Saturday, October 4, 2008

Without A Trace by Nora Roberts **

Finally I finished the series, and found Trace's story to be just as bad as Chantel's. It's the last of the O'Hurley series, book 4. Books 1-3 are each about 1 of the O'Hurley fraternal triplets, 3 girls who were raised by vaudevillians and performed in shows from early ages. Each went her own way - 1 to Broadway to star in a musical, 1 to Hollywood to become a major movie star, 1 married young and rich to a race car driver who died after a few years (the time frames in that story confused me a lot, trying to figure out how long he was in his son's lives based on what things were said about their relationship with the man, and how long he'd been dead and all that).

Trace is the older brother of the triplets, and he never wanted to be on stage - he wanted to travel, to see the world. His father wanted everyone to stay in the family show forever, so Trace had to steal away in the night with a couple hundred bucks Mom gave him to get away from them. Why later we are lead to believe he broke Mom's heart when it was she who convinced him to run, I dunno.

Now Trace is An Operative With An International Agency. For 12 years he's been secretly sneaking into various countries and performing nefarious deeds in the name of patriotism. He now fluently speaks several languages, to the point he can pass, for instance, as a Frenchman, and he has various covers he can use in lots of countries to get what he needs to fulfill his mission (should he choose to accept it). (Sorry, I have trouble with that fluency thing mainly because it's pretty hard to be fluent enough to pass as native after learning the language as an adult.) He is off-duty and on vacation in Mexico when a young Irish woman comes to him to beg him to help her free her hostage brother and niece, kidnapped by terrorists. Seems brother, heroine and their dad were working on a Serum to protect people from the effects of nuclear radiation, which in the wrong hands could precipitate the End Of The World As We Know It.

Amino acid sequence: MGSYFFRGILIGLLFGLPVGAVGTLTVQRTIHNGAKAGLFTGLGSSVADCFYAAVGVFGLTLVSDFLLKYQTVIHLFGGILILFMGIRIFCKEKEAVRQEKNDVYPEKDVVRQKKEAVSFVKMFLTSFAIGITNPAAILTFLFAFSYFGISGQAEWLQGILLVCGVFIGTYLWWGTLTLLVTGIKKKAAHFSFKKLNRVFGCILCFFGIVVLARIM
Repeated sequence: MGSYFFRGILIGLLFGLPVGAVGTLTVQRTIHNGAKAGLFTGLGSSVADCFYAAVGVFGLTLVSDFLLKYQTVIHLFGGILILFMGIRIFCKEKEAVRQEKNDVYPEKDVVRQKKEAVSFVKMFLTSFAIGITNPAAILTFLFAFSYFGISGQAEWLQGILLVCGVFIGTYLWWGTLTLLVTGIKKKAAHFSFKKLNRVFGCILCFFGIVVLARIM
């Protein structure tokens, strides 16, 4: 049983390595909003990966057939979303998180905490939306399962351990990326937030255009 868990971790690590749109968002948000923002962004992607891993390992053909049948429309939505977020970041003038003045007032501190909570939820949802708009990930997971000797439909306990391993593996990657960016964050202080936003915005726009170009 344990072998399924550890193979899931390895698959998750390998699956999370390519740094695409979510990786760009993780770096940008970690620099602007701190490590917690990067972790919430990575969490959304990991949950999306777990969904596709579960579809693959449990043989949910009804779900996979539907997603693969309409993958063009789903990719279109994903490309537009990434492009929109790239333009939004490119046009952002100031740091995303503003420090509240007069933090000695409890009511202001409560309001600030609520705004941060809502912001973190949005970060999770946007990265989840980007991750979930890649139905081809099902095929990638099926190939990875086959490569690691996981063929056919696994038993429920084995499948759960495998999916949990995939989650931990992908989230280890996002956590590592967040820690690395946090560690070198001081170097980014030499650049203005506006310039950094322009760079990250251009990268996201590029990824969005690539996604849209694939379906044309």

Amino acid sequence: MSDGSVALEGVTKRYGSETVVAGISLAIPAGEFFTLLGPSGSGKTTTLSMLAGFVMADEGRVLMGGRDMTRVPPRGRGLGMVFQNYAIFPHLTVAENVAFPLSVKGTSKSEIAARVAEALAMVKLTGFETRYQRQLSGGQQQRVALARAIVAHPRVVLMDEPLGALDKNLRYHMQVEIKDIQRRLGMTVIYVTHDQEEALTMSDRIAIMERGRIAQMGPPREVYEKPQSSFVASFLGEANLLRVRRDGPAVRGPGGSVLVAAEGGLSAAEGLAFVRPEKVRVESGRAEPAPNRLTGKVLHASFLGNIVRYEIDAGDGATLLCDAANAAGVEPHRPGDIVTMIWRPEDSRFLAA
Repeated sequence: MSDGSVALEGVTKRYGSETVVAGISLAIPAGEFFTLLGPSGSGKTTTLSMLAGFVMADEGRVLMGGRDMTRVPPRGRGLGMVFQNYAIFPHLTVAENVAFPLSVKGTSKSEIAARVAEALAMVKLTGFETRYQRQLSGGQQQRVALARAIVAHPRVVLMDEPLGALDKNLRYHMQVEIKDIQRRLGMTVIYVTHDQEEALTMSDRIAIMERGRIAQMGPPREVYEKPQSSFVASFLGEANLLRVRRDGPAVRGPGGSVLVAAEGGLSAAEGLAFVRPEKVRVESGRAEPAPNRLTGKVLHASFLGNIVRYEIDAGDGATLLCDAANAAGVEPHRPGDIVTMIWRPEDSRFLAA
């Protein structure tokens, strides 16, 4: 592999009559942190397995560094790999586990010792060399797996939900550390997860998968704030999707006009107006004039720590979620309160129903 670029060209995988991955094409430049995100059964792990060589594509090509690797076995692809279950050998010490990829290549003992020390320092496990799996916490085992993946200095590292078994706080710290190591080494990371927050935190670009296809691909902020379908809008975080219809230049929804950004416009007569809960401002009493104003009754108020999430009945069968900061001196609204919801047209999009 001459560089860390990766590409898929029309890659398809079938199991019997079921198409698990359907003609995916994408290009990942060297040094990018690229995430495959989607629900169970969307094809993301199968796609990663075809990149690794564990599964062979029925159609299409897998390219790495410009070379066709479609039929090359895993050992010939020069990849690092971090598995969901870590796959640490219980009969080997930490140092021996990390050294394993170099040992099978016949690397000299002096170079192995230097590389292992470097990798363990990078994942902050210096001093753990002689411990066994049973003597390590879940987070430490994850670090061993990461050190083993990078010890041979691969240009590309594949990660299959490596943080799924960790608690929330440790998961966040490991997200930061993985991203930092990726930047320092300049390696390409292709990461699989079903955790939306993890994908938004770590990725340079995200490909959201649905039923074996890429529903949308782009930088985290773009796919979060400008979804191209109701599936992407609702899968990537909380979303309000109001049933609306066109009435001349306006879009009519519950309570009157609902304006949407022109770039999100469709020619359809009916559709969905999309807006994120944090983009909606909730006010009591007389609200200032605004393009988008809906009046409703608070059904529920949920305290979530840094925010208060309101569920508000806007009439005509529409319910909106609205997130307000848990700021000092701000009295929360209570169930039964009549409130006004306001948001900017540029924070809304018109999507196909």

Uh, just a slight spoiler, the brother and the niece get freed. But meanwhile, we get a dose of that really incredible plot point: the heroine, who has no training at all in covert operations, gun usage, any sort of self-defense, insists on accompanying the hero to every single meeting and on every foray he makes into finding the hostages. Oh, right, yeah, that would be me - let me slow you down and get in your way even though I have no experience and you are a trained operative. I'd so be slapping her if I were him. In addition to her brother being held hostage as a stress-point for the heroine, she also believes her father liked brother best, so there are commitment issues on her side. On Trace's side, the commitment issues are about not having a home. I'm not sure why she doesn't believe him - he really didn't have a home, since he grew up on the road.

Because of the mediocre narration and stretched-beyond-the-limit credibility thing for me, I'm going with 2 measly stars.

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